Since he twisted enough arms to win passage of his Smart Growth anti-sprawl initiative two years ago, Gov. Parris N. Glendening has insisted that the law has teeth.
Last week, he bit. And localities from Western Maryland to the Baltimore suburbs to the Eastern Shore felt the pain.
The fiscal 2000 budget, released Thursday, showed that the governor dropped five long-anticipated highway projects previously included in the state's Comprehensive Transportation Plan.
In each case, the administration said the projects did not pass muster under the Smart Growth law that went into full effect Oct. 1. The law is intended to protect open space and to channel development into existing communities by curbing state spending that encourages sprawl.
The governor also cited Smart Growth principles as the basis for canceling plans to build a long-planned $53 million police training center in Sykesville.
Critics say the Sykesville decision was pure political payback by a Democratic governor against a heavily Republican county -- a charge the administration denies. According to Glendening spokesman Ray Feldmann, the governor simply decided the Carroll County town was not the best place to locate such a facility.
Whatever the motives, canceling that project was the governor's call and not required by Smart Growth law. While the Sykesville project would have been built in a semi-rural location, it is a designated growth area under the law.
The highway project cancellations -- two in Carroll County and one each in Montgomery, Allegany and Queen Anne's counties -- are a different story. According to administration officials, they were the result of the normal and soon-to-be-routine workings of the statute.
John W. Frece, Glendening's chief spokesman on Smart Growth, said the governor's policy is to strictly enforce the law's prohibition on state construction spending outside "priority funding areas."
He said all state agencies have been directed to review projects to see whether they are consistent with the law. The road projects were among the first to undergo review.
Further cuts predicted
"This is our first cut. It is fair to say these are not the last of the projects to be eliminated," said Marsha Kaiser, director of planning at the Maryland Department of Transportation.
The cancellations show that the administration is turning its back on a traditional method of dealing with traffic congestion -- building a bypass to route traffic around a town center.
The five canceled projects are bypasses -- around Westminster and Manchester in Carroll, Lonaconing in Allegany, Brookeville in Montgomery and Chestertown in Queen Anne's.
Administration officials contend that each of the bypasses would contribute to sprawling development in the areas surrounding the town.
They are supported by environmental groups, which have long been critical of the bypass strategy.
"Bypasses are the old solution that killed downtowns," said Dru Schmidt-Perkins, executive director of 1,000 Friends of Maryland, a land-use advocacy group.
But some local officials are critical of the way the administration is applying Smart Growth standards.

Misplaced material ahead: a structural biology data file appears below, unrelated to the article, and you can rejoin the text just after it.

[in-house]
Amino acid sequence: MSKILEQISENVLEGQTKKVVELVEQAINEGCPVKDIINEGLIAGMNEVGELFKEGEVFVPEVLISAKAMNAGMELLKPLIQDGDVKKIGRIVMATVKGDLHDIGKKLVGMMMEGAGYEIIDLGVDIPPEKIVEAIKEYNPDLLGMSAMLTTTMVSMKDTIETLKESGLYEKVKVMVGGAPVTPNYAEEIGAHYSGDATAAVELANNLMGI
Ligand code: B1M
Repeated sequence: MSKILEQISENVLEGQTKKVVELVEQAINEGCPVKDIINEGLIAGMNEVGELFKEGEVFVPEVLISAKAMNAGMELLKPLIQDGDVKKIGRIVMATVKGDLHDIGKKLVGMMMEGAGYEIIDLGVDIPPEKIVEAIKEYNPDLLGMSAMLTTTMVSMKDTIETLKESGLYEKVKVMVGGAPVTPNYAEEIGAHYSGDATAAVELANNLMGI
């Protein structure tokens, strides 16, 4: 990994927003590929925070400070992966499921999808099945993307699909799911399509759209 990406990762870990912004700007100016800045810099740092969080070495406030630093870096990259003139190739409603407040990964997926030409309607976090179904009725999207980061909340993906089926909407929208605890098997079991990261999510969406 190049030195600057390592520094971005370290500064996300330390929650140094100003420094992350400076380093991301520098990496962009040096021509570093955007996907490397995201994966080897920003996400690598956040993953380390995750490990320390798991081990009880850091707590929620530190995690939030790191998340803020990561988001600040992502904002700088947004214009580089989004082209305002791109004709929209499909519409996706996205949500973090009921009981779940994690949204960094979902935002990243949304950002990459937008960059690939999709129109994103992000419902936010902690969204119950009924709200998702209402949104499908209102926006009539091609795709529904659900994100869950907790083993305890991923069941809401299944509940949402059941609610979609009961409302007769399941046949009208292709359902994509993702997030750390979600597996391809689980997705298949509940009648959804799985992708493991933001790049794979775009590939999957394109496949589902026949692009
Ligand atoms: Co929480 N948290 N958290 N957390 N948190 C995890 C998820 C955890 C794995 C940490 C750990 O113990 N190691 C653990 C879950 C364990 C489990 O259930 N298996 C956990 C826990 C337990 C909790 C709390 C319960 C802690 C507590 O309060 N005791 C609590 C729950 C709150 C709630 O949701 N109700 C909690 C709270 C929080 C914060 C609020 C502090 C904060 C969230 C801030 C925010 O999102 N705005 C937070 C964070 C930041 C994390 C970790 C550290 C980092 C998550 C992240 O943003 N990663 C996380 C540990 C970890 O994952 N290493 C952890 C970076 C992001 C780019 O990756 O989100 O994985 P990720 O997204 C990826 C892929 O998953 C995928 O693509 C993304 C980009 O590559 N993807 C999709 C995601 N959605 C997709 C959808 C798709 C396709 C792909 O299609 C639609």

Montgomery County Executive Douglas M. Duncan cited the example of Brookeville, a historic village in northern Montgomery County where President James Madison took shelter after fleeing the British burning of Washington in 1814.
Route 97, the main highway between Westminster and Washington and a busy commuter route, takes a sharp jog as it runs through the heart of Brookeville. Local officials say traffic congestion and frequent accidents are severely harming the quality of life in the mostly residential village.
Duncan, who counts himself as a strong supporter of the Smart Growth concept, contended that cancellation of the bypass "fails the common-sense test."
"We should not let Smart Growth destroy the town of Brooke-ville, which is what will happen if this bypass is not built," Duncan said. The bypass, he said, would not encourage sprawl because Brookeville is such a small town.
Frece said the administration's concern about sprawl involved more than the immediate Brookeville area.
He said a bypass there could contribute to unbridled development in western Howard and southern Carroll counties as well as northern Montgomery.
Del. Wheeler R. Baker, who represents Queen Anne's County, said he wasn't surprised at the deletion of the Chestertown bypass because there is no local consensus on the project. The Upper Shore Democrat said the need is not pressing now, but he's worried that the town will face severe bottlenecks 25 years from now.
Baker also voiced a common suspicion of Smart Growth in rural Maryland: "It looks as if we're taking away money from the [rural] Queen Anne's-Kent County area and sending it to the urban areas."
But Frece said the governor's decision does not mean planning money will be diverted from the communities where the projects were deleted. Instead, it will be placed in a fund to help the communities develop alternate solutions to their traffic woes.
Smart Growth 'lens'
Frece said the state is now in a "transitional period" where many road projects that predate the Smart Growth bill are still in the planning stages.
"Now they're being viewed through a Smart Growth lens," he said.
Del. Ron Guns, who as chairman of the House Environmental Matters Committee was the chief obstacle to the 1997 bill, questioned whether the cancellation of the projects violates a pledge Glendening made to "grandfather" construction money for projects that were already in the Comprehensive Transportation Plan.
Guns, who held a hearing on the Smart Growth budget cuts last week, said officials who testified could not clearly explain the criteria they used to delete the five projects.
In particular, the Cecil County Democrat questioned why local officials' warnings about safety problems on existing routes were not given more weight.
Pub Date: 1/24/99